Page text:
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Grassland, Shrubland and Desert Ecosystems
Contact Information
  • Grassland, Shrubland and Desert Ecosystems
  • 333 Broadway SE. Suite 115
  • Albuquerque, NM 87102-3497
  • 505-724-3660
  • 505-724-3688 (fax)


Jeanne C. Chambers

Research Ecologist
920 Valley Road
United States

Phone: 775-784-7020

Current Research

Much of my current research focuses on (1) developing an understanding of the factors that determine ecological resistance to invasive species, especially annual grasses cheatgrass (Bromus tectorum), and that affect ecological resilience to disturbances like fire, and (2) using that information to develop effective management and restoration approaches. Study systems include arid and semi-arid shrublands, woodlands, riparian ecosystems and alpine ecosystems.

Research Interests

My research interests include: 1) disturbance/restoration ecology, 2) global change processes, 3) invasive species, especially annual grasses, and 4) arid and semi-arid shrublands, woodlands, riparian ecosystems and alpine ecosystems.

Past Research

My research has focused on the ecology, restoration, and management of ecosystems in the western US. 

  • My early research focused on restoration of severely disturbed ecosystems with an emphasis on alpine areas. This work increased understanding of seed dispersal and seedling establishment processes in these ecosystems and was published in various journals including Ecology.
  • A  major effort in which I am still involved focuses on restoring and maintaining riparian and meadow ecosystems with an emphasis on the Great Basin. This interdisciplinary work involved geomorphologists, hydrologists and plant ecologists, and resulted in numerous synthetic publications including a book and GTR on the factors affecting stream, riparian ecosystem, and meadow dynamics.
  • A long-term focus of my research has been on understanding effects of global change processes and management actions in Cold Desert shrublands and woodlands.  This work  has emphasized understanding the importance of environmental and productivity gradients on ecosystem response to (1) annual grass invasion, (2) woodland expansion, and (3) wildfire and management actions such as prescribed fire and tree cutting.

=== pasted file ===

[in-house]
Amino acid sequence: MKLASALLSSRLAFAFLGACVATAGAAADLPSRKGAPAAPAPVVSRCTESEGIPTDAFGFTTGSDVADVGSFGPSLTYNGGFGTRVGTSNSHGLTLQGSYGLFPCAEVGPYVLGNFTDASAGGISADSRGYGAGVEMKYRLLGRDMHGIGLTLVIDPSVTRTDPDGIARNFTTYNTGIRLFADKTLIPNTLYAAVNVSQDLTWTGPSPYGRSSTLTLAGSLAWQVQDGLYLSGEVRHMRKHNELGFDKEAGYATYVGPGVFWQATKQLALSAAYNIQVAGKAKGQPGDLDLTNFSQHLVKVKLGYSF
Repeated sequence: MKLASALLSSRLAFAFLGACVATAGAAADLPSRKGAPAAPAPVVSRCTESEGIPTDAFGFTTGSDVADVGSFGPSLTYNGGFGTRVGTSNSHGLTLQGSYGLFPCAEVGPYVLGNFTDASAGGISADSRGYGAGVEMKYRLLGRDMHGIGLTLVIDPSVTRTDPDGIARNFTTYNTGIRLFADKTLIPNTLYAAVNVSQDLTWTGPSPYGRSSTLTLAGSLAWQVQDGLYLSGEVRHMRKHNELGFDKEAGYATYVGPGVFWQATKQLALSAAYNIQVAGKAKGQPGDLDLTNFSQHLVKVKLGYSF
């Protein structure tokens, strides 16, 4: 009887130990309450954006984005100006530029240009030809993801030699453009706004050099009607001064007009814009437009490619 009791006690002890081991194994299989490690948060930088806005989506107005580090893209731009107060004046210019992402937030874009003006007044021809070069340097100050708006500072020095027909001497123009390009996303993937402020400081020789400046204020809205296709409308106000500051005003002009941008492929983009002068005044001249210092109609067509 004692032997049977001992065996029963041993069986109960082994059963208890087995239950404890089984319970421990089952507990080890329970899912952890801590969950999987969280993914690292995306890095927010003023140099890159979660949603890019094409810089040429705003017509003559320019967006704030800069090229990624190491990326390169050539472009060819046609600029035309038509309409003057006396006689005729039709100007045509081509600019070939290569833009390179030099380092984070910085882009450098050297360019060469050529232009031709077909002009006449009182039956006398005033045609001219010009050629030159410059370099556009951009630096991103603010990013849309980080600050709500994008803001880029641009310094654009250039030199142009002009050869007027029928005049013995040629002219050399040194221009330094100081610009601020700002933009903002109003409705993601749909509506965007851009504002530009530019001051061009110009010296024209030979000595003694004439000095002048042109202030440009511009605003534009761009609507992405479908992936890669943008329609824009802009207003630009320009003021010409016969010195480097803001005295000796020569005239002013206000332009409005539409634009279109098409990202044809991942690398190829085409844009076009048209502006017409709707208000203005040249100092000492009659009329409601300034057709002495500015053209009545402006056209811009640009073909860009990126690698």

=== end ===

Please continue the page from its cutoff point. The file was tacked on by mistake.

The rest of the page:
• Consistent elements of my research include increasing understanding of relationships among environmental factors (precipitation, temperature), ecosytem attributes (soil water and nutrient availability) and biotic processes (plant establishment and community productivity).

Why This Research is Important

Developing an understanding of ecosystem resistance to invasive species and resilience to disturbance is essential for prioritizing management activities across the landscape and developing the most effective actions.  This requires knowledge of the  environmental factors and abiotic and biotic attributes and processes that determine ecosystem responses to global change and management actions.  My colleagues and I have developed this information for key ecosystems in the Cold Deserts Ecoregion. 

  • Riparian and meadow ecosystems - A process based approach has been developed for maintaining and restoring these ecosystems that is based on knowledge of their geomorphology, hydrology and vegetation communities.  This work has been synthesized in a 2004 Island Press book and a 2011 RMRS GTR-258, both edited by Chambers and Miller (see above).
  • Cold Desert shrublands - The conceptual basis for evaluating Cold Desert shrublands based on resistance to invasion and resilience to disturbance has been developed, and an integrated, strategic approach for categorizing these shrublands based on their relative resilience and resistance has been devised.  This work has been used to link ecosystem resilience and resistance with species conservation requirements, specifically Greater Sage-Grouse,  and is being used to prioritize land management actions to decrease the threats of invasive annual grasses and wildfire by both BLM and FS in sagebrush ecosystems.  It has been published in Ecosystems (2014) and a 2014 RMRS GTR-2014. 


  • Utah State University, Biology/ Ecology , 1987
  • Utah State University, Range Science , 1979
  • Idaho State University, Wildlife Conservation , 1975

Featured Publications & Products


Research Highlights


New Research on Resilience of Sagebrush Ecosystems Used for Improving Sage-grouse Habitat

New research from the Forest Service's Rocky Mountain Research Station on sagebrush ecosystems is being put to use to benefit Greater Sage-Grous ...


Last updated on : 10/06/2015